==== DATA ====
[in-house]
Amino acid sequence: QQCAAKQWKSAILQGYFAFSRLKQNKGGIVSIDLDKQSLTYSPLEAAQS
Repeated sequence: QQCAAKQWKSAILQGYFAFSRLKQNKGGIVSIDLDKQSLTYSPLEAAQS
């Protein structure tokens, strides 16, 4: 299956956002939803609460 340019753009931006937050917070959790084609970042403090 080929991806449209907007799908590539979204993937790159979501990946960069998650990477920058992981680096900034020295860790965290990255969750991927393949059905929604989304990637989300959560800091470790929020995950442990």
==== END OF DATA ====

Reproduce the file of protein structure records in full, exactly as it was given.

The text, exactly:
[in-house]
Amino acid sequence: QQCAAKQWKSAILQGYFAFSRLKQNKGGIVSIDLDKQSLTYSPLEAAQS
Repeated sequence: QQCAAKQWKSAILQGYFAFSRLKQNKGGIVSIDLDKQSLTYSPLEAAQS
């Protein structure tokens, strides 16, 4: 299956956002939803609460 340019753009931006937050917070959790084609970042403090 080929991806449209907007799908590539979204993937790159979501990946960069998650990477920058992981680096900034020295860790965290990255969750991927393949059905929604989304990637989300959560800091470790929020995950442990």